“I believe in miracles!” It was one of the first things our Prime Minister, Scott Morrison, said when claiming victory in the recent federal election. Somewhat appropriately, before leading in public prayer at the Hillsong Conference earlier this week, Ps Brian Houston asked him to elaborate on what he meant. And Prime Minister Morrison’s answer was as simple as it was profound:
A miracle is what the world can’t see but what God can see.
Now, some might want to quibble with this particular definition—and there is obviously more that could be said—but there can be no doubt that there was something supernatural behind not only Mr Shorten losing the ‘unlosable election’ but that there was even a swing towards the Coalition. (see Daniel 4:17) Because as all the pollsters so confidently predicted, Australia stood upon the progressive precipice of having the most socially left-leaning Labor government in our nation’s history.
Like many thousands of Christians around the country, I personally felt a deep conviction to both fast and pray in crying out to God for mercy. Indeed, tennis legend Margaret Court AO MBE rightly urged believers across our land to seek the LORD in prayer with the words of 2 Chronicles 7:14:
If My people who are called by My name will humble themselves and pray and seek My face, and turn from their wicked ways, then I will hear from heaven, and will forgive their sin and heal their land.
How remarkable that in response we should not only see our Heavenly Father do “immeasurably more than we could ever imagine or ask” (Eph. 3:20) but that the Prime Minister would open this country’s largest single Christian gathering in prayer? And not simply to pray for himself, or what he has been given, but to ask for God’s blessing to be upon:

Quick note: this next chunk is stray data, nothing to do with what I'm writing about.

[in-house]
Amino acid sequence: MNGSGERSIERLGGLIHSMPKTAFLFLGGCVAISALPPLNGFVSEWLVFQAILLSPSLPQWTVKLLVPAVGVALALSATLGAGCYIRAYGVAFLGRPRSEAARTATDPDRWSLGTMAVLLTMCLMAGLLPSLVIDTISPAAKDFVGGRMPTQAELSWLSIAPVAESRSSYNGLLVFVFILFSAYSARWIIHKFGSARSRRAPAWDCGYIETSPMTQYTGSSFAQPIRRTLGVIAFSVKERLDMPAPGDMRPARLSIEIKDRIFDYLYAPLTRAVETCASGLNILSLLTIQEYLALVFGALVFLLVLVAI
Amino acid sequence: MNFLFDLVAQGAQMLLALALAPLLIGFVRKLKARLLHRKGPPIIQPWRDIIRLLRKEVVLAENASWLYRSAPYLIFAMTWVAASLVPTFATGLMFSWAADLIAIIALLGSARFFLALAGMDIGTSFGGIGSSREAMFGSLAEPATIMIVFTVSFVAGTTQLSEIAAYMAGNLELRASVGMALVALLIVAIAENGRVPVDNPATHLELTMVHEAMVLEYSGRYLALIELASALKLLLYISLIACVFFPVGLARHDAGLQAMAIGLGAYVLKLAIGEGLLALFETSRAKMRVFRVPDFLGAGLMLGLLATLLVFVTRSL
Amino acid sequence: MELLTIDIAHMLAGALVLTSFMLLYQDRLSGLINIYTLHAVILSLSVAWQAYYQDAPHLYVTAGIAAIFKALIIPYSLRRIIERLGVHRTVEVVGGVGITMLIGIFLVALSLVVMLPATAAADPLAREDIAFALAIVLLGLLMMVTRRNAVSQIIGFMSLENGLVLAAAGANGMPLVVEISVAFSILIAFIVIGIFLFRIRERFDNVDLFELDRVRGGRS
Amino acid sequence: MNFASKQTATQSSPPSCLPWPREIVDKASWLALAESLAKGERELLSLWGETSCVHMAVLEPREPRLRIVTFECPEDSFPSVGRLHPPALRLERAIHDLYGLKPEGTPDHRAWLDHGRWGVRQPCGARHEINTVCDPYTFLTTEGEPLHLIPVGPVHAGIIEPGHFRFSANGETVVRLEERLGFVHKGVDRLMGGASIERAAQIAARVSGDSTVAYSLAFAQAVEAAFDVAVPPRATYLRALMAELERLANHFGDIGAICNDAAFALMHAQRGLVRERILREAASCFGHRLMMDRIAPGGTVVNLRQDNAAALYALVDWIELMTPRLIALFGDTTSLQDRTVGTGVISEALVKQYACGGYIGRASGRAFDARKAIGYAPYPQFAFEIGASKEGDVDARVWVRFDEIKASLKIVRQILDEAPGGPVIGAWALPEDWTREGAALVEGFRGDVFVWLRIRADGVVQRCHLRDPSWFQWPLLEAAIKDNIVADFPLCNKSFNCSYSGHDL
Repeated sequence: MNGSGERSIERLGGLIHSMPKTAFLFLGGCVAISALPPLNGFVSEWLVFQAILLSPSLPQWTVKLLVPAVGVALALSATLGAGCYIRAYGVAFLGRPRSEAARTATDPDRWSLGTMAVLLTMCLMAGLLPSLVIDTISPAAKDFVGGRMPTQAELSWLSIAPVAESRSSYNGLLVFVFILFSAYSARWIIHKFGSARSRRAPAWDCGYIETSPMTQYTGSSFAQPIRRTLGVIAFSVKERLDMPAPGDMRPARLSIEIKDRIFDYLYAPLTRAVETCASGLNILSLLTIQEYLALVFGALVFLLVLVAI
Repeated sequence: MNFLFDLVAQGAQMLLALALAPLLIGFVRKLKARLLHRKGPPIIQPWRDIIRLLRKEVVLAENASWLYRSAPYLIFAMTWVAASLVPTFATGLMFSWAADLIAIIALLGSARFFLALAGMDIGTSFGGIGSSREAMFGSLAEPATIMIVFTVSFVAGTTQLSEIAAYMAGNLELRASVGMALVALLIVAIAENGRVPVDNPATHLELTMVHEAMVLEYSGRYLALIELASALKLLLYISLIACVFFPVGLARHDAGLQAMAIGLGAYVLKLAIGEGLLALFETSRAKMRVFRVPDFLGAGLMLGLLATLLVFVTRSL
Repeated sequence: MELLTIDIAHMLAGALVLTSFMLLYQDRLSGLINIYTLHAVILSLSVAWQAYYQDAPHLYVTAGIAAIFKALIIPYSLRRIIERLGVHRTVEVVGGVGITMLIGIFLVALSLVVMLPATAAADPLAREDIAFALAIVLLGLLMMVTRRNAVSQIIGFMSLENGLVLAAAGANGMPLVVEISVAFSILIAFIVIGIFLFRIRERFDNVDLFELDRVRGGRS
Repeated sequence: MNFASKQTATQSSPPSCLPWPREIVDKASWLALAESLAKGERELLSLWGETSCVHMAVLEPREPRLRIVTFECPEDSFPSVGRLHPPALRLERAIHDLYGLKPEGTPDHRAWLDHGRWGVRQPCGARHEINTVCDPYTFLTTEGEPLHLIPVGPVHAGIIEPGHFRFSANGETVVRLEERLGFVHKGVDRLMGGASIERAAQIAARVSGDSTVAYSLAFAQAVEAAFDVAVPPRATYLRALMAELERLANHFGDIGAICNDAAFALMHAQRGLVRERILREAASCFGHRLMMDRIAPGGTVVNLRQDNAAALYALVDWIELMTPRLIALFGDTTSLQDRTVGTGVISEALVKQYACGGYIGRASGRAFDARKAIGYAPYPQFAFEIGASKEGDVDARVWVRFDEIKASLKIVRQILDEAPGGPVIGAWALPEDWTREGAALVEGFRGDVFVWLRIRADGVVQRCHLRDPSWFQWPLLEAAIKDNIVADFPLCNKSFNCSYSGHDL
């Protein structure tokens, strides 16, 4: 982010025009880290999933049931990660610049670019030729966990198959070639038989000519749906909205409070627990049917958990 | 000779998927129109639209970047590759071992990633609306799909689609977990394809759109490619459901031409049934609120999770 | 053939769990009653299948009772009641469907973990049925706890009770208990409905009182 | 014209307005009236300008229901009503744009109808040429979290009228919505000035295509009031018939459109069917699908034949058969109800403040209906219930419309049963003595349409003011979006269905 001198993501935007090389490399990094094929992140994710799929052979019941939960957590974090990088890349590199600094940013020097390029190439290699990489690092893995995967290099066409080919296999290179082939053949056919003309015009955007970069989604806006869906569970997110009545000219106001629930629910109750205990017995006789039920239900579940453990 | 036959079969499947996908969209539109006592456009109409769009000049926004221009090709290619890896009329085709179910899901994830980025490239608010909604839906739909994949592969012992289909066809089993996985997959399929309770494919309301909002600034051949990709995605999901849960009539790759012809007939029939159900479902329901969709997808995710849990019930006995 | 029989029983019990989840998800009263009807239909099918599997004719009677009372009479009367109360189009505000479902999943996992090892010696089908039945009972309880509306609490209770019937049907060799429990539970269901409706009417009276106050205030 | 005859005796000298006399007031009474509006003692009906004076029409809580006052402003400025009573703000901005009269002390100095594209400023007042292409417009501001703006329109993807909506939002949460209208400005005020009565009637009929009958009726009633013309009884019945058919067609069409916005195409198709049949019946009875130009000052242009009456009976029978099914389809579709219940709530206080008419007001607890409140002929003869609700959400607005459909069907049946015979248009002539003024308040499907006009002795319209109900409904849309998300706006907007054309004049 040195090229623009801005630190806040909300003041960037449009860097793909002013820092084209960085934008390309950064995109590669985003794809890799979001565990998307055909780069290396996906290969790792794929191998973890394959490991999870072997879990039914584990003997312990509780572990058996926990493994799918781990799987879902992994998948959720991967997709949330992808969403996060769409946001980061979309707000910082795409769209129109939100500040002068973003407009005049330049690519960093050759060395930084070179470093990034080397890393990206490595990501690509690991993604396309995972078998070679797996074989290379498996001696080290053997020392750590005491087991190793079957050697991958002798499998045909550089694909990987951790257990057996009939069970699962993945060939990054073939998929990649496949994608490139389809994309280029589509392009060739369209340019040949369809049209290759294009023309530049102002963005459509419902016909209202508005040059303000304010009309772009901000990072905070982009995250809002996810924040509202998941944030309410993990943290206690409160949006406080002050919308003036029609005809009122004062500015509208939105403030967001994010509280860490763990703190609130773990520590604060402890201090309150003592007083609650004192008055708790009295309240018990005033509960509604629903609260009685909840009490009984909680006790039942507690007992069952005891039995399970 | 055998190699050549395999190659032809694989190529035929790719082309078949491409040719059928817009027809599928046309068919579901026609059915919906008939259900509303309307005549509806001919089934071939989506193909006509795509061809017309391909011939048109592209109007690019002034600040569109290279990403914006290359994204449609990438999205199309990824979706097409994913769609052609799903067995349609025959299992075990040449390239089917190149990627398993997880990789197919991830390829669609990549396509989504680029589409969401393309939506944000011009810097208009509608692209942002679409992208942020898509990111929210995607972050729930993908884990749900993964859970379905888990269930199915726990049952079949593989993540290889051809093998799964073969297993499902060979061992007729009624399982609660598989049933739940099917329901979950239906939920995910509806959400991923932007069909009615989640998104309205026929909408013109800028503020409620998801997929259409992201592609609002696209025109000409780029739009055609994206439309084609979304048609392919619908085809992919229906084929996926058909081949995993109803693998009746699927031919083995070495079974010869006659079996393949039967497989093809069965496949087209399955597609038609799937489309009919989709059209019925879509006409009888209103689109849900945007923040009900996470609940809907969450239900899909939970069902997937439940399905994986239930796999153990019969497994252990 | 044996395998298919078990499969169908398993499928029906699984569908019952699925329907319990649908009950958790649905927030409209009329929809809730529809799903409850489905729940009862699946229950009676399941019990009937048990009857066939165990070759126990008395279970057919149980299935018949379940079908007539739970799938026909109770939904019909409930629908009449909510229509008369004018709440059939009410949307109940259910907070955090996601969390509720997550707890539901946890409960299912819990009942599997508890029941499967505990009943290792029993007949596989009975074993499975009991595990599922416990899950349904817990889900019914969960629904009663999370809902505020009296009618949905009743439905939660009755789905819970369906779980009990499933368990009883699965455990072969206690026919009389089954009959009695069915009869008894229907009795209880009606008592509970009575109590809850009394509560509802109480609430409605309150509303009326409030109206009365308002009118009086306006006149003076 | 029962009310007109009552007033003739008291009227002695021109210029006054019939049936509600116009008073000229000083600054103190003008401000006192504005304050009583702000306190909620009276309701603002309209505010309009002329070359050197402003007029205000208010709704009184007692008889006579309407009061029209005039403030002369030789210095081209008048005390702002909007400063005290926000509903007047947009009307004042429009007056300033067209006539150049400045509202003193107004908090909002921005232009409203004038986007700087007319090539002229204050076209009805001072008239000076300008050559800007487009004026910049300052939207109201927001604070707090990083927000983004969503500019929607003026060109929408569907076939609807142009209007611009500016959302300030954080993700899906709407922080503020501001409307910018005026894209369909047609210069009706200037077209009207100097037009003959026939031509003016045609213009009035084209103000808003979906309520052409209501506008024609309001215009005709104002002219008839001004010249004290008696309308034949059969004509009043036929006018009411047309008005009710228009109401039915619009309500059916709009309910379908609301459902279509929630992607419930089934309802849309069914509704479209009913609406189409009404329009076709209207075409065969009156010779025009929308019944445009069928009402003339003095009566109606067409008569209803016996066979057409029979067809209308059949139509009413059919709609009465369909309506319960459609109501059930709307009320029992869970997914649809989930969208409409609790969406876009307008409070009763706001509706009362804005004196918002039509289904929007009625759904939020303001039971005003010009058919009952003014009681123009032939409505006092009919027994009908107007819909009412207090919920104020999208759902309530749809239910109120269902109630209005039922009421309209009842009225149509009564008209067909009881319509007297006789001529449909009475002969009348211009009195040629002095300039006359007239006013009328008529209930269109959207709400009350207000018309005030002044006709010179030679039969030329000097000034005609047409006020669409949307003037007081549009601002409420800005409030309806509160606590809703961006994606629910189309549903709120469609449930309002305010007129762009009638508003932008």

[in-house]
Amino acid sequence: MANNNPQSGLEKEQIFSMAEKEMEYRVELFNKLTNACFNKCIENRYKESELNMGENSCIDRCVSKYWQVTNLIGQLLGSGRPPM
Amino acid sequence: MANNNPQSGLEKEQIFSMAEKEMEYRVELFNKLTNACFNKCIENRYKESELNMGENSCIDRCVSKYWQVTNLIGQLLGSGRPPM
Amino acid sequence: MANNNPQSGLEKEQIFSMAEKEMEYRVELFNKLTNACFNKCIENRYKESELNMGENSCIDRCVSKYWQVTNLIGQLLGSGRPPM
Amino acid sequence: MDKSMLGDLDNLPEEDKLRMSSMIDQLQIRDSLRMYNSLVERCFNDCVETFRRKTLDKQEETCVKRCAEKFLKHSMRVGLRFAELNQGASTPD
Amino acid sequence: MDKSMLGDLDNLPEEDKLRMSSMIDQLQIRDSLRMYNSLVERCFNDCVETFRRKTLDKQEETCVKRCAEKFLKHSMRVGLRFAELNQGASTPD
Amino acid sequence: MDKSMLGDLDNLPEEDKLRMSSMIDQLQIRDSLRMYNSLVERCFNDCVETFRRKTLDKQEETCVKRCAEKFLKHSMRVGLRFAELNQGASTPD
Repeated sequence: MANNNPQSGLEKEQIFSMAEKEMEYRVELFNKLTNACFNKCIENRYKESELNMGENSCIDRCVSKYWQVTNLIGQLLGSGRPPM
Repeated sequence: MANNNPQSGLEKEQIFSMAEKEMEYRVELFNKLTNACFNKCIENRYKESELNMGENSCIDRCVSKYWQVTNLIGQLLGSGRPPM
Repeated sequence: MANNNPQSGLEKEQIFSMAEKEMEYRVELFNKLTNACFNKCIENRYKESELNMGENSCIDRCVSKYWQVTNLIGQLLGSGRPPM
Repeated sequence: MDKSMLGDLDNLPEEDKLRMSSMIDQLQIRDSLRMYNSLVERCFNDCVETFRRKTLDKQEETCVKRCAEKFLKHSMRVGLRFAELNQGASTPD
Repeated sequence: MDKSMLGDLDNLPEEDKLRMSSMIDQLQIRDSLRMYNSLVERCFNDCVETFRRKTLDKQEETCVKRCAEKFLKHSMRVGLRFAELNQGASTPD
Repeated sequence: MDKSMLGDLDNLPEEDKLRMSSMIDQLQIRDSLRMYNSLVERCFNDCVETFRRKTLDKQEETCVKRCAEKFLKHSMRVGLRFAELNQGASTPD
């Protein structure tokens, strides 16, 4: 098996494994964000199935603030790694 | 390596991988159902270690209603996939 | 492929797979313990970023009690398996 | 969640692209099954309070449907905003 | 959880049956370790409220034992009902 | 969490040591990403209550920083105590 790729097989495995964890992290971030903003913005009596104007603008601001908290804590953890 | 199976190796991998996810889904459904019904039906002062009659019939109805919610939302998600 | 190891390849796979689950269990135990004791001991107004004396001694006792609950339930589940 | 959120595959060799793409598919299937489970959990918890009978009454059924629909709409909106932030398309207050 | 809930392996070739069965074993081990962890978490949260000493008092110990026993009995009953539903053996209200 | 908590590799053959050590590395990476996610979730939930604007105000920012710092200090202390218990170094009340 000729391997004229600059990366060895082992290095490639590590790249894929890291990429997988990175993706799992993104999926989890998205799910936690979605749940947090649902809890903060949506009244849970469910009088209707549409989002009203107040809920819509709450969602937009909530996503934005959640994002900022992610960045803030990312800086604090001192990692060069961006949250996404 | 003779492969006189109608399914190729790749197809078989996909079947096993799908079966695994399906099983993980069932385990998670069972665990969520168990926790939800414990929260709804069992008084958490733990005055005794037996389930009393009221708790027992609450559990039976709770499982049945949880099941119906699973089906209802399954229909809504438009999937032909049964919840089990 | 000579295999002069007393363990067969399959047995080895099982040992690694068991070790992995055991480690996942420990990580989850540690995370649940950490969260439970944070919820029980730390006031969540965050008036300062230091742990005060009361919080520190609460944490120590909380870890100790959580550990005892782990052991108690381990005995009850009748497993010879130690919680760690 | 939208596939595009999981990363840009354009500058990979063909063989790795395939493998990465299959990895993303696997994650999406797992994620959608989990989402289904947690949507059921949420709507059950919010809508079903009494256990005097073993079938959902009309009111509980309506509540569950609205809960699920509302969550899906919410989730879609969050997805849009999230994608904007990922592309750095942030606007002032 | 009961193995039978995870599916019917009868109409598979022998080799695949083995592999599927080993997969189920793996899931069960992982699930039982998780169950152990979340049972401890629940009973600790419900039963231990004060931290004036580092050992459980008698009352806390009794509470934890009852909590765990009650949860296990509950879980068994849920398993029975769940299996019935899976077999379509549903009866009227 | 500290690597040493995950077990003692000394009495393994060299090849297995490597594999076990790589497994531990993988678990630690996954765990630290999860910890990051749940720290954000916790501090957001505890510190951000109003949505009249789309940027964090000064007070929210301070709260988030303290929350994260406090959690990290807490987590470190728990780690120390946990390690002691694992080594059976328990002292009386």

All the military veterans who are carrying so many psychological—and literal—wounds.
The curse of youth suicide that is so prevalent throughout some many different social groups.
For everyone across the nation suffering from intellectual and physical disabilities.
That there would be rain to break the drought in our rural communities.
And finally, that the love of Christ would be manifested throughout the churches of Australia.
I’m nearly fifty years old. And while I’ve witnessed many of our nation’s leaders attend various church services, I’ve never actually heard any of them personally pray. This fact alone should make us stop and take note of just what a remarkable thing the LORD has done.
Of course, Scott Morrison is not perfect. And it’s pretty safe to say that he would be the first to admit that he is not. (As a Presbyterian minister I often tell people that if they find a perfect church then should immediately leave, lest they spoil it!) But because he is a child of God… because he has received the forgiveness of sins through faith in Jesus’ death and resurrection… and because the Holy Spirit now lives in him, how much more should we re-commit ourselves in upholding the Prime Minister in prayer? Regardless of which political party we voted for!
In 1 Timothy chapter 2 the apostle Paul exhorts believers everywhere to pray for those in authority so that “we may live peaceful and quiet lives in all godliness and holiness.” In short, we are commanded to pray because it will benefit us. But we can be confident to pray because as Mrs Jenny Morrison also said at the conference, “Nothing is impossible with God” (Luke 1:37).
All of which is to say, by the grace of God, we now have a Prime Minister who is not ashamed to publicly pray and own the name of Jesus Christ. The only question is, will we be a people of prayer ourselves? The unbelieving world will scoff and mock at the mere mention of this. But because we are those who walk by faith, we have the unique privilege of seeing what God Himself sees and others do not. For we believe that many a miracle is wrought by prayer.
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